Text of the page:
Playing video games is not the most popular option when it comes to self-care during the pandemic. The usual choices are usually limited with exercises like yoga and Pilates as well as hobbies like reading and painting. With remote work and distance learning in place, you’re probably concerned about spending too much time in front of any screen, may it be your laptop, smartphone, or television.
If you’ve been cutting back on excessive video gaming, then that’s good. Removing it from your routine altogether, however, might not be such a good idea. Video games are popular for its negative impact, but now is the time to acknowledge that it does come with plenty of benefits, especially now when social connectedness is at its all-time low. Need more convincing to pick up the controller? Here are four that will make you proud to be a gamer.
Emotional management is an underrated skill. Now more than ever, it’s essential for people to know when to indulge their emotions and when to shift their awareness to ignore them. Catharsis has recently been debated among scientists because they discovered that always acknowledging and venting your emotions may worsen your next experience with them.
This is where video games help by creating an effective diversion. Unlike in watching movies and reading books, all your senses are engaged. Developers customized each aspect of the game from the story, the musical scoring, and the quests you have to accomplish to give you a full experience. With the advancement in 3D modeling for games, most titles you’ll encounter today are so visually compelling that it’s easier to immerse yourself in that world. With how busy your mind and hands are trying to win every battle, you’re better able to disconnect from temporary emotions and return to reality with an objective view of your situation.
Enhanced Cognitive Functioning
What does it take to complete a video game like The Last of Us and Ghost of Tsushima? Coordination, problem-solving skills, concentration, and brain speed. The great thing is that the more you play, the more you’ll develop all of these. While this isn’t a valid excuse to be skipping sleep to finish that 72-hour boss battle in Final Fantasy XV, it will make you more appreciative of each gaming session.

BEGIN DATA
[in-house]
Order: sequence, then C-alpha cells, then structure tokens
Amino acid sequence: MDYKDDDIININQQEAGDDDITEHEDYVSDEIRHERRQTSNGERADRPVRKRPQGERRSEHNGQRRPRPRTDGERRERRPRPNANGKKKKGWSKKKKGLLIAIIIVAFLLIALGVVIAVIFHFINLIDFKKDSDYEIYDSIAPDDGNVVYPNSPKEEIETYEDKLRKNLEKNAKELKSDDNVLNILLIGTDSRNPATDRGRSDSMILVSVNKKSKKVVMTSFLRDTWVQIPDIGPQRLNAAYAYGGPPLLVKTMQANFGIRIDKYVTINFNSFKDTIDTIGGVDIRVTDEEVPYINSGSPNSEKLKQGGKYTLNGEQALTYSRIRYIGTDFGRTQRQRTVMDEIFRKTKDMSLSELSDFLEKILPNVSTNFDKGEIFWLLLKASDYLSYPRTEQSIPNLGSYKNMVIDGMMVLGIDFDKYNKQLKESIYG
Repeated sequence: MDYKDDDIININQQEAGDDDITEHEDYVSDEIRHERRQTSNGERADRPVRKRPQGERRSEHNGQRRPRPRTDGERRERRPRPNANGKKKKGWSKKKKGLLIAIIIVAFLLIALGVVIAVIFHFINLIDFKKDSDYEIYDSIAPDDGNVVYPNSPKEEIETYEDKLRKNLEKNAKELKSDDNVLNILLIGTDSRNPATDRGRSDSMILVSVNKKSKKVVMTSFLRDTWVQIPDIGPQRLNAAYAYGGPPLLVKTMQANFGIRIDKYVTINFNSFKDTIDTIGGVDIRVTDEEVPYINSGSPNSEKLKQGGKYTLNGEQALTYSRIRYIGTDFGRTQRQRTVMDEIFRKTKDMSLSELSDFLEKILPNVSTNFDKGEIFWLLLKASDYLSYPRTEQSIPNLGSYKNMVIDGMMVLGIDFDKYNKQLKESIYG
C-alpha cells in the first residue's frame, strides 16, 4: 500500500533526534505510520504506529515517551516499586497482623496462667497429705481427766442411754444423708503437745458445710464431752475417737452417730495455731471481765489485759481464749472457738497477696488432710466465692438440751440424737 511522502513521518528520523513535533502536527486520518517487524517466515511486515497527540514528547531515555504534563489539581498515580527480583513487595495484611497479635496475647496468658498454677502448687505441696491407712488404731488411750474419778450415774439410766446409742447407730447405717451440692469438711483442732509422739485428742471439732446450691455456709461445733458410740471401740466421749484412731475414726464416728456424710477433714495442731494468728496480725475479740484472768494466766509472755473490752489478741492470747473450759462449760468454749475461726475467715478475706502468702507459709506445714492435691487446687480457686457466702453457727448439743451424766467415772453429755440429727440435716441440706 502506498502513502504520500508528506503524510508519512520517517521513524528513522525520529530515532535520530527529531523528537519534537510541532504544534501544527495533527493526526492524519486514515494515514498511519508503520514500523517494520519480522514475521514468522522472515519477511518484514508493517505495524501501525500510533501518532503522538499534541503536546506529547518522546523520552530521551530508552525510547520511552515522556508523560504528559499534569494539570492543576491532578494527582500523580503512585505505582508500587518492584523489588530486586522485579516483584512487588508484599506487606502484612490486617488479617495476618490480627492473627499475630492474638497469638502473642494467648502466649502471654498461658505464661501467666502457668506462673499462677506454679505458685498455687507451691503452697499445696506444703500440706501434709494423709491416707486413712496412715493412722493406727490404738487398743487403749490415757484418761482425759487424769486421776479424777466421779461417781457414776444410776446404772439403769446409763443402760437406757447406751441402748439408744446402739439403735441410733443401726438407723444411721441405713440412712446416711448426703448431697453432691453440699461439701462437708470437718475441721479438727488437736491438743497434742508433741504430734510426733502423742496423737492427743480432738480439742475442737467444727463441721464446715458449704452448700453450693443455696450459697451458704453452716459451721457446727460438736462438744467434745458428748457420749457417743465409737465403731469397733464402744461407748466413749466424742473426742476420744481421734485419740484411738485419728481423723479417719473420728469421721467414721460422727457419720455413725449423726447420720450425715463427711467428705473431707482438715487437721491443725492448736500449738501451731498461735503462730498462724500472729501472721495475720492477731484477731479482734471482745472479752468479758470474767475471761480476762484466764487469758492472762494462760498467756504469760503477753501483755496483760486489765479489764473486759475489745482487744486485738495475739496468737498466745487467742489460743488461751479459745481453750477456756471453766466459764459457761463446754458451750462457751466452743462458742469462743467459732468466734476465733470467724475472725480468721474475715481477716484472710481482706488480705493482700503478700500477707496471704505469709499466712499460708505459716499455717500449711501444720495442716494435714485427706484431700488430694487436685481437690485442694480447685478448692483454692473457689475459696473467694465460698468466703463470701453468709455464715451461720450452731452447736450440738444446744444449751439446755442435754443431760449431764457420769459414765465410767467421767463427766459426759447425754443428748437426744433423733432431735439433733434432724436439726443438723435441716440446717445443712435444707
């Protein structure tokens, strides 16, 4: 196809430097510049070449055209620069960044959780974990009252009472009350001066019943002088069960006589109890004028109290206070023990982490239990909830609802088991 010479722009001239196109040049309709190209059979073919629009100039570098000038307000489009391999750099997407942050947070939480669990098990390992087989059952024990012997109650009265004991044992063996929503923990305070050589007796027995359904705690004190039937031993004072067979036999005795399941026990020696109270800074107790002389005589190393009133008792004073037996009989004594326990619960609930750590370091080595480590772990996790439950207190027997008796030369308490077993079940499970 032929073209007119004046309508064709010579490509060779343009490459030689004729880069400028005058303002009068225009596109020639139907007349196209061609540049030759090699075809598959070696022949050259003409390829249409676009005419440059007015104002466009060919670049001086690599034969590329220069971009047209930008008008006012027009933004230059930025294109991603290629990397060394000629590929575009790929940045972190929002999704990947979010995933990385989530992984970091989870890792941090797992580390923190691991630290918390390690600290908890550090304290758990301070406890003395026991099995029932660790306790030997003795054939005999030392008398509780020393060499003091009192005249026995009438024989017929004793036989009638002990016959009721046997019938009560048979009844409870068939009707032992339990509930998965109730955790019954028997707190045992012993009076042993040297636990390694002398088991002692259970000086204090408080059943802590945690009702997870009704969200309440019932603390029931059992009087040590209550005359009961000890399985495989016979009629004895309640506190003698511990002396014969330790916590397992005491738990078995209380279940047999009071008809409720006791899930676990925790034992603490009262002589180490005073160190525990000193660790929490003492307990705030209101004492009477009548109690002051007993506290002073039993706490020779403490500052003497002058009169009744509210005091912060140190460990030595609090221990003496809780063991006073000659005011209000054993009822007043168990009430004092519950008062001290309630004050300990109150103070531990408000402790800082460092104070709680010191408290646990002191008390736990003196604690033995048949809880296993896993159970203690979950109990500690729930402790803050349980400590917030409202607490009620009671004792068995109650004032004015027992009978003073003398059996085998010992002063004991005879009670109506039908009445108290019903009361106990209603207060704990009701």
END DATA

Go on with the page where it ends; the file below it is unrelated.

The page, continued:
Improving your brain speed alone can be an advantage at work, as it will make you process information faster than average. Concentration and problem-solving skills are also assets worth honing, and it’s a good thing you can accomplish this by doing something you love.
Lastly, playing video games can actually improve your memory. Developers are kind enough to leave reminders here and there of your objective, but the crucial information is often only said or encountered once. Remembering every little thing is important, as that could make the difference between life and death for your characters.
Better Social Connections
Playing video games provides a more entertaining and engaging way to bond with your family and friends. If you’re quarantining with your parents and siblings, you can toss the idea of another Netflix binge and engage in friendly competition instead.
The teamwork and execution needed to win will probably result in much shouting, jumping, and laughing that you won’t get by reading books or watching an average TV show. It’s also a nice way to get to know each other and feel things as a family or friends. With the way 2020 turned out, there are few reasons for rejoicing, and if winning against your children in a video game is what it takes, then, by all means, indulge yourself.
As with everything, moderation is always the key. Limit your gaming sessions to one hour each day, and give yourself more leeway on weekends. More importantly, use this as a way to engage with friends and loved ones that you’ve lost contact with during the pandemic. After talks to remote work and health protocols have waned, you’ll find that sharing a thrilling activity will improve your mood and relationship.
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